In our previous post, we began looking at the topic of alternative ways to resolve divorce cases. We’ve already mentioned litigation, negotiated divorces, and mediation. Here we’ll make extended mention of a process frequently referred to as collaborative divorce.
Collaborative divorce refers to an arrangement whereby a couple agrees to resolve their differences outside the adversarial process and to work things out in a setting of privacy and confidentiality. Collaborative divorce is similar to mediation in this sense, but it can be distinguished by the fact that trained professionals are often brought into the process.
So in a collaborative divorce, parties may both be represented by an attorney. What is unique about it is that other professionals may get involved. Couples may find it useful to bring in financial experts to resolve any questions regarding projected costs or other matters touching on the financial aspect of property division. Mental health professionals are sometimes consulted to help couples work through their differences. In short, a team of professionals is involved in the process according to the needs of the couple.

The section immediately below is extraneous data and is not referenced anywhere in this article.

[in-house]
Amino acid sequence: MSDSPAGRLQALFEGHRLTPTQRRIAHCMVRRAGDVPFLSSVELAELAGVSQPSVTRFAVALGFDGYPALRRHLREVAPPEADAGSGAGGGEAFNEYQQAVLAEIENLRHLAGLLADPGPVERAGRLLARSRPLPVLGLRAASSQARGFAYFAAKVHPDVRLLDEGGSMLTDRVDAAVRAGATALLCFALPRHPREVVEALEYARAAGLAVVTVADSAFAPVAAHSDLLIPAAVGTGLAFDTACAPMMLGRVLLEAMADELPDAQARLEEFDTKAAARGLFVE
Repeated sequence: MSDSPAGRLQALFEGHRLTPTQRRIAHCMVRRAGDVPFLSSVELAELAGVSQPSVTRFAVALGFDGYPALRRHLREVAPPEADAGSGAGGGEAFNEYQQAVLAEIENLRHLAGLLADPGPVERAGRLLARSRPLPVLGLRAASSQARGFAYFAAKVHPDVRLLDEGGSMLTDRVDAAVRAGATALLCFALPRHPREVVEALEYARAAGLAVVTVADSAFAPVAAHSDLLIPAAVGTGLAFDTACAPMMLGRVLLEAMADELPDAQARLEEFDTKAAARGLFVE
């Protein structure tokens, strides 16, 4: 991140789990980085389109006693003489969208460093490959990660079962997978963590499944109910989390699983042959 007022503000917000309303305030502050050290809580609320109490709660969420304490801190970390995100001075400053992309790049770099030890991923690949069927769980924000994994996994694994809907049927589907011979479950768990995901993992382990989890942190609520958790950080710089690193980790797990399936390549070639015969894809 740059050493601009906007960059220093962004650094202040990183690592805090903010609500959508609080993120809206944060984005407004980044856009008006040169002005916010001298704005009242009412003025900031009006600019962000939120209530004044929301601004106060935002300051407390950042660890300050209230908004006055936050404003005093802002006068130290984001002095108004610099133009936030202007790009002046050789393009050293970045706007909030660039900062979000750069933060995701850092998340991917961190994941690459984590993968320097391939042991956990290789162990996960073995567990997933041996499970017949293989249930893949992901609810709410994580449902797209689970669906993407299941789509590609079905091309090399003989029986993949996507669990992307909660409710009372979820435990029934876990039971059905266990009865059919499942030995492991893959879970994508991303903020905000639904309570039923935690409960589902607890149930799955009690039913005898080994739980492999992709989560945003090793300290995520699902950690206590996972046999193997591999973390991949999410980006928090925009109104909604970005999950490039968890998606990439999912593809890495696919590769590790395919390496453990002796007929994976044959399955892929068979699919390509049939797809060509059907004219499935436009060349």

Collaborative divorce can be a great way to resolve disputes in divorce, but it just doesn’t work for everybody. The usefulness of the process depends on the needs and peculiarities of the couple, who ultimately has authority over how they choose to proceed with their divorce.
Before deciding on any particular path to resolve disputes in divorce, it is helpful to know one’s options. Collaborative law may be an option for some couples. Those interested in pursuing this process should consult with an attorney who is familiar with it and willing to work in that way—not all attorneys view the process favorably.